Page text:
Supreme Court Rules Favorably in Alaska V. Wright
April 27, 2021
(Anchorage, AK) - In Alaska v. Wright, the United States Supreme Court summarily reversed a Ninth Circuit ruling which allowed Wright to challenge his underlying state conviction through a federal habeas claim, even though he had fully served his state sentence. An individual can petition a court for a release from custody by filing a habeas claim. In this case, however, Wright was not in the custody or the supervision of the State of Alaska at the time he filed his habeas claim against the State.
This decision brings finality to state court judgments. The Supreme Court here emphasized its “enduring respect for ‘the State’s interest in the finality of convictions that have survived direct review within the state court system’ . . . [t]o unsettle [finality] expectations is to inflict a profound injury” on the States and the victims of crime. And that is precisely the harm that today’s decision has undone and made right.
Wright was convicted in 2009 in Alaska state court for multiple counts of sexual abuse of a minor. For these convictions Wright was sentenced to 14 years’ imprisonment with 2 years suspended. He finished serving this sentence in 2016, including all probation and parole supervision; at that point his only remaining obligation under Alaska law was to register as a sex offender if he remained in the State. He chose not to do so and moved to Tennessee. In Tennessee, Wright failed to register as a sex offender as required by federal law. As a result, he was incarcerated in Tennessee in 2017, released following a guilty plea in February 2018, and ultimately sentenced to time served and five years’ supervised release in March 2019.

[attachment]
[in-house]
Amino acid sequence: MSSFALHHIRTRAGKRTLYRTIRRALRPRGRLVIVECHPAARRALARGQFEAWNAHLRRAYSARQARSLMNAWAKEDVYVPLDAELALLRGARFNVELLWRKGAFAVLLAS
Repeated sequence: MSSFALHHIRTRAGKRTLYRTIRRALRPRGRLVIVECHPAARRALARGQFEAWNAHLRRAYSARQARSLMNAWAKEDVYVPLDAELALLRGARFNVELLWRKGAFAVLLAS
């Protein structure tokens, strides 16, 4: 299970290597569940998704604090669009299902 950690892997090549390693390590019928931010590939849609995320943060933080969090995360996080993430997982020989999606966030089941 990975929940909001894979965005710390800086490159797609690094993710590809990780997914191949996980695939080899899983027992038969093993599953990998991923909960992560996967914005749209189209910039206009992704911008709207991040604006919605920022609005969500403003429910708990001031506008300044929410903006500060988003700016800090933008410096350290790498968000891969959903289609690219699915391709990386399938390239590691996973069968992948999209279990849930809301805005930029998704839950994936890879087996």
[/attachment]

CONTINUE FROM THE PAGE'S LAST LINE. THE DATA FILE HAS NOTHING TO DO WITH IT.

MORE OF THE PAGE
In February 2018, two years after he fully completed his sentence for his Alaska crimes, Wright filed a petition for federal habeas relief in Alaska, challenging his Alaska state-court convictions. The district court dismissed for lack of jurisdiction, concluding that Wright was not in custody pursuant to his Alaska convictions because he had already fully served his sentence. The Ninth Circuit reversed, holding that the supervised release Wright was serving pursuant to his federal failure-to-register conviction rendered him in custody pursuant to his Alaska sex-offense convictions. The consequence of the Ninth Circuit’s decision would have been to allow offenders to challenge under 28 U.S. Code § 2254(a) fully-served state convictions simply because those convictions served as predicates for subsequent federal status offenses—such as felon in possession of a firearm or failure to register as a sex offender. This result directly contradicts the plain text of Section 2254(a) as well as previous Supreme Court decisions and it threatened to confuse habeas practice nationwide.
The Supreme Court reversed the Ninth Circuit decision and reiterated that a federal court lacks subject-matter jurisdiction under Section 2254(a) to entertain a habeas petition by a person who is no longer “in custody pursuant to the judgment of a State court.” In other words, if the offender has finished serving their state court sentence, they lack standing to bring a federal habeas claim regardless of any collateral consequences of the conviction, such as sex offender registry requirements. Although Wright’s state conviction served as a predicate for his federal conviction it did not render him ‘in custody pursuant to the judgment of a State court under Section 2254(a) and allow for additional attacks on his state court conviction.
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Department Media Contact: Assistant Attorney General Charlotte Rand.